FauxPolitik

Monday, May 17, 2004

Movie: This weekend's DVD viewing left me in the mood to critique. It was a movie, Brian De Palma's Blow Out, that I had been meaning to see since god knows when. (Probably film class, circa 1991, when I put it off to watch the four-hour cut of Erich von Stroheim's Greed. I think the more authoritative six-hour cut is restored now, if you've got the time. I'll pass.) I'd heard quite a bit: It's an homage to Hitch, an homage to Antonioni, De Palma's best work. I hadn't been prepared for it to be rather embarassing.

Briefly, John Travolta plays a movie sound man who accidentally records the sounds of a car accident in which a presidential candidate dies. The sound may prove that it wasn't an accident at all. Along the way, we get all the ridiculous conventions of the genre: the hero haunted by his past, driven to rectify his ancient failures by replaying the scenario; the political cover-up, with "powerful men" (never explained) remotely controlling an agent (who just happens to be a most-wanted slasher, to boot); the disbelieving cops; the car chase; the foot chase; the Ruby Keeler naif.

I can forgive some of this stuff by way of my Bringing Up Baby rule*: films that were at one time quite inventive take on tarnish of banality in the recycling center that is Hollywood. (It's possible that such devices were not quite so hackneyed back in 1981 -- although I doubt it.) What I can't forgive is the dialogue. De Palma wrote it, in addition to directing it, and despite the best efforts of its cast, it creaks like an old hinge, particularly the scenes with Travolta and the film's victim/stooge/romantic female lead, Nancy Allen. De Palma's characters usually sound like they're in a movie. Sometimes, as in The Untouchables, this adds the right touch. (And Untouchables is, after all, a cartoonish romp, with De Niro chewing scenery start to finish.) In Blow Out, it just sounds like bad writing.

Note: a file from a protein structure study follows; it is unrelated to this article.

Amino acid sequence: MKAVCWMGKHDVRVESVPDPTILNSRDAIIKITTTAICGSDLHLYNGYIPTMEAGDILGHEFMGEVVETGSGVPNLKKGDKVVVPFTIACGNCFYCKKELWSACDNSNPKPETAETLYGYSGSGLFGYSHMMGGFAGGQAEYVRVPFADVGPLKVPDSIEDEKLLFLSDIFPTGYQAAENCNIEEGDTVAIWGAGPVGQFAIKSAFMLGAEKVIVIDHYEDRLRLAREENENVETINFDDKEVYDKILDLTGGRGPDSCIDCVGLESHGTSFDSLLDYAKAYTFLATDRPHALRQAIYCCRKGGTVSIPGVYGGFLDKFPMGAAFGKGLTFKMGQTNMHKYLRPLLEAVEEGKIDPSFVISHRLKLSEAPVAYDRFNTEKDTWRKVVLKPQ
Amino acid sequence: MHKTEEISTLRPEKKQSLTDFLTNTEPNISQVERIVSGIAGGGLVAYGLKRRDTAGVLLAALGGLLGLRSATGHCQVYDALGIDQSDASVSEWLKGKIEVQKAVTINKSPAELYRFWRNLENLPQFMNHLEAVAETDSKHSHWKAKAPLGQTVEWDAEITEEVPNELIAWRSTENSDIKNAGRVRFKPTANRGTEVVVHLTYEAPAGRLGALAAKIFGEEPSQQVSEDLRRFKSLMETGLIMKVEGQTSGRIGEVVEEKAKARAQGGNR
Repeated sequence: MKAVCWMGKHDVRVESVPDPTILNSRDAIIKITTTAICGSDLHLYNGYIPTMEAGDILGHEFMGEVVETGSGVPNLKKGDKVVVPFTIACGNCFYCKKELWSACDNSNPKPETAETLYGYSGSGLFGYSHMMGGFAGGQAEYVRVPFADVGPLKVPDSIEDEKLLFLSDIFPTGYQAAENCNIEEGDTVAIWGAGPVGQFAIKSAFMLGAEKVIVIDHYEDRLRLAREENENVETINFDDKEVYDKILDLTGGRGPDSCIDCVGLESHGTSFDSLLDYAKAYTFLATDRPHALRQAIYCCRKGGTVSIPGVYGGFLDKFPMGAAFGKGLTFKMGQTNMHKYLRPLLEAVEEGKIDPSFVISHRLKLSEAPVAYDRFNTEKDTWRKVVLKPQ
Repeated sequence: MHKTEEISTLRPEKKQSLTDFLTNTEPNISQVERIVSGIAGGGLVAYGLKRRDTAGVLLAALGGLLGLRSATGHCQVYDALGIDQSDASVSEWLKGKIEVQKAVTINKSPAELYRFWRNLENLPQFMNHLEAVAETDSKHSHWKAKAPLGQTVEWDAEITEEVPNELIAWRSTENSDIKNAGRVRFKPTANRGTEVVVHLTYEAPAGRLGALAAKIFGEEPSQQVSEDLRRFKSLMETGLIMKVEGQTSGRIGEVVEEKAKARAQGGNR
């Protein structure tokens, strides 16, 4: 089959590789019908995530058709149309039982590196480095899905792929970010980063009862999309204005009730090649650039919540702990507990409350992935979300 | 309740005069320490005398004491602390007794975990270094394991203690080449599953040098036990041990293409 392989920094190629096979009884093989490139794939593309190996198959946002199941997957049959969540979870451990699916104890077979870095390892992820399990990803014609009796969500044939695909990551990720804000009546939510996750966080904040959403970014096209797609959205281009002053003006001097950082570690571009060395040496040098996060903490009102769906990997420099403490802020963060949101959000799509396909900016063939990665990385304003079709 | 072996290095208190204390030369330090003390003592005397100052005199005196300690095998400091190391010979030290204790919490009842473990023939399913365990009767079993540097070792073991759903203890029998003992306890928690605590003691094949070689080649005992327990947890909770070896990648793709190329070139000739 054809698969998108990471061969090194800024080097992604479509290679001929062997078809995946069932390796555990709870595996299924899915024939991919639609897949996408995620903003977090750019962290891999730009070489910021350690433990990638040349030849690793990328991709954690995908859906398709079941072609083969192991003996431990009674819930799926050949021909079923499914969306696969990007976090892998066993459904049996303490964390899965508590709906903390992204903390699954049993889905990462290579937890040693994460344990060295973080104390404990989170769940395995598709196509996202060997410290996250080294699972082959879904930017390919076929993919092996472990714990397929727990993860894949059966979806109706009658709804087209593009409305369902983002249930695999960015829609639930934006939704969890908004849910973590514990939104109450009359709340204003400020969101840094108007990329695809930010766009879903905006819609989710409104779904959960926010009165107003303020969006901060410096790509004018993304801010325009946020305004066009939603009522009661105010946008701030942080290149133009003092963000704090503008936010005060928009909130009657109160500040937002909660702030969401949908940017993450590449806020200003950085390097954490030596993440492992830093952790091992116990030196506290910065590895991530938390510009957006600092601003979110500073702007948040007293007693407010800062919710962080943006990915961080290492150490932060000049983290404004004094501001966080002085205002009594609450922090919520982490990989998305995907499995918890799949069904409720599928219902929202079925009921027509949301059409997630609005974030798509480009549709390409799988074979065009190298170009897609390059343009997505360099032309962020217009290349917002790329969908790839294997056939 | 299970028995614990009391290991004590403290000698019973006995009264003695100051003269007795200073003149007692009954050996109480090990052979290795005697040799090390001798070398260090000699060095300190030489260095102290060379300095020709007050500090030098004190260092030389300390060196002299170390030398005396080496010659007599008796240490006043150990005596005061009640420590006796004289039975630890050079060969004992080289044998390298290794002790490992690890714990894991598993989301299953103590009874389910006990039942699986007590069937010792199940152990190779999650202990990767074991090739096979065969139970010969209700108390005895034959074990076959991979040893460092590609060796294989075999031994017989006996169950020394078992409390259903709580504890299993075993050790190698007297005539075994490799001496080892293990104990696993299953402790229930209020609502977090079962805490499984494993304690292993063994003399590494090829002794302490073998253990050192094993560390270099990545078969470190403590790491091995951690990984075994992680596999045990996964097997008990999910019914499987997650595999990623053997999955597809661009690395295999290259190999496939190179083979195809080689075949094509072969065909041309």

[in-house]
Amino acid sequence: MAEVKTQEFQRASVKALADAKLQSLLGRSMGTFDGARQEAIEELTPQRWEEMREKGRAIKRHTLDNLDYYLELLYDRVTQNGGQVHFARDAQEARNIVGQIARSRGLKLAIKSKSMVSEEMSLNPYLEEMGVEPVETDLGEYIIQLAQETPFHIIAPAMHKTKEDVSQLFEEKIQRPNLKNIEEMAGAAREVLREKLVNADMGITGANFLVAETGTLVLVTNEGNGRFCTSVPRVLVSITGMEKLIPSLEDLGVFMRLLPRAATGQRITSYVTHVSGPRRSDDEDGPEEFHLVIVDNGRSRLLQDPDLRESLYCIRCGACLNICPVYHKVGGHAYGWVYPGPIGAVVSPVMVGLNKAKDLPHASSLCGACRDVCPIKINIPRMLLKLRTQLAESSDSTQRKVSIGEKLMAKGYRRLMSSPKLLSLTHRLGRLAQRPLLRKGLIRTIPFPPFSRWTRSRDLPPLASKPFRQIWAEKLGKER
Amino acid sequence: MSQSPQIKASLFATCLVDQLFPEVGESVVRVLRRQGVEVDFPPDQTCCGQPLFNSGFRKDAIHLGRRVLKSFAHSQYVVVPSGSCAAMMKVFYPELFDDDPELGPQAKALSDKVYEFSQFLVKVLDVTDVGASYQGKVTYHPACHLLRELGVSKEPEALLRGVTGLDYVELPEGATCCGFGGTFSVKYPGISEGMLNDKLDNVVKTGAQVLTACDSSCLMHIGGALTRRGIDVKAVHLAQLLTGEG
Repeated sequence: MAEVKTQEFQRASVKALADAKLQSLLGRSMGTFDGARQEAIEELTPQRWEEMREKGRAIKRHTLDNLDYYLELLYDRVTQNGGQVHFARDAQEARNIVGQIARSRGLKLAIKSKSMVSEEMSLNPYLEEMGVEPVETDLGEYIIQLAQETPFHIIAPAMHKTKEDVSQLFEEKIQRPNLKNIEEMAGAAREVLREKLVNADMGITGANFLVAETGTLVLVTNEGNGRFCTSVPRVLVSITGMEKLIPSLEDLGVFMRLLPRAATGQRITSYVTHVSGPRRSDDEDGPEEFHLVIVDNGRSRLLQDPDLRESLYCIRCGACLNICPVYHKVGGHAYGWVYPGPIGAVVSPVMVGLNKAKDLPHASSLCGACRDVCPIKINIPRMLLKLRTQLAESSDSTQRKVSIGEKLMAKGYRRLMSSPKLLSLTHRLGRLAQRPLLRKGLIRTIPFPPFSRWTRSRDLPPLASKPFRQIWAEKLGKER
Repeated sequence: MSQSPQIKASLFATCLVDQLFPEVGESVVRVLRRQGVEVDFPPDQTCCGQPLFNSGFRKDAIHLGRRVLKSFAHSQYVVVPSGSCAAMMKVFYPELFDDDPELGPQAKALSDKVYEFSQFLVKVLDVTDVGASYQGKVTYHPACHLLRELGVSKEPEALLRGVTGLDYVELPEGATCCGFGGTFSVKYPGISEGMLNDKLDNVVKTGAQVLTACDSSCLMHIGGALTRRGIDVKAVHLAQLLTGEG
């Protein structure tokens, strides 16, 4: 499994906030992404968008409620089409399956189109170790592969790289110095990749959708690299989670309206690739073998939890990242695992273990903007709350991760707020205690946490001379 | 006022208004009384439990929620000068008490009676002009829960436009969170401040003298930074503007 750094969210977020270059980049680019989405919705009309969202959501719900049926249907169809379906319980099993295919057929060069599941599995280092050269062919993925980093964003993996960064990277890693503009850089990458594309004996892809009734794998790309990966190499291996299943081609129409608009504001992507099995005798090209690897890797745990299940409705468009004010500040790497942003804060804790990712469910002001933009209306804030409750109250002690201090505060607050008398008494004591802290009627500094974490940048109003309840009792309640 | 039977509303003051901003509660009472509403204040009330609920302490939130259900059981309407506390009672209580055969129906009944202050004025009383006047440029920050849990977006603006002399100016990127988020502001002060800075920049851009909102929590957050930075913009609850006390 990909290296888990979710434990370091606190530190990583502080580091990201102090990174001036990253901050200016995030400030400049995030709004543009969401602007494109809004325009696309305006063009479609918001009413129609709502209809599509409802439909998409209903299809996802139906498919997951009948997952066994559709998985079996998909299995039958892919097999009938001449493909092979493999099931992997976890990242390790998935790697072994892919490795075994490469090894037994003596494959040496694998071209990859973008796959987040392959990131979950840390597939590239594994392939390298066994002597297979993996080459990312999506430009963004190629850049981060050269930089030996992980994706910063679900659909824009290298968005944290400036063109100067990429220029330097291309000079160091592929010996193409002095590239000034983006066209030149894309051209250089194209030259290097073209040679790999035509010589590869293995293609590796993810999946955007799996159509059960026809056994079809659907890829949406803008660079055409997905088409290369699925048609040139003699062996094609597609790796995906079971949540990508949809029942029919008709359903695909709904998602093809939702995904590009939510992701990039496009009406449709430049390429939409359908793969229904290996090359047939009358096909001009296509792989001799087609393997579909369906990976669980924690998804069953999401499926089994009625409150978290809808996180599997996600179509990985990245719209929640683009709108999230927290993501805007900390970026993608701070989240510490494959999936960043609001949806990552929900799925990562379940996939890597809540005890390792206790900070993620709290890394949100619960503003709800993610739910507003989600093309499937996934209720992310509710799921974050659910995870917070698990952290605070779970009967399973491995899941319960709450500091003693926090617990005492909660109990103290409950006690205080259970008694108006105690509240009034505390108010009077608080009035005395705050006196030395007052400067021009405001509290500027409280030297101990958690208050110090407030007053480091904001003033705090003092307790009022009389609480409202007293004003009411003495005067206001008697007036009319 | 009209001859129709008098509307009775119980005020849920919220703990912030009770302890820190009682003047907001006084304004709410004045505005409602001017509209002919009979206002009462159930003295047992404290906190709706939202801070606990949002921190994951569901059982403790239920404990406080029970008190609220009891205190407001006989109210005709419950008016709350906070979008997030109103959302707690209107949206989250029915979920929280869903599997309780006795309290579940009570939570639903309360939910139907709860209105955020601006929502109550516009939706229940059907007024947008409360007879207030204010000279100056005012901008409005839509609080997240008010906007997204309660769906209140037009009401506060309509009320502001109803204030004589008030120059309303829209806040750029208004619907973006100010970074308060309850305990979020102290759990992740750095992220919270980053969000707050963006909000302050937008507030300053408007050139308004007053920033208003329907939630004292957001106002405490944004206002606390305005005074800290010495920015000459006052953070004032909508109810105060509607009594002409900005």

The camera work is often quite good, even in its ostentatious bits, like the 360 pans and the geeky montages in split screen. (Okay, it gets a little annoying, but I cut some slack here because it was, after all, 1981.) It doesn't save the film, though. The same themes that worked so well in The Conversation, Coppola's take on nearly identical subject matter, aren't manipulated deftly or subtly here.

*I forgot that I had written about this before. See here for more on the Bringing Up Baby rule.

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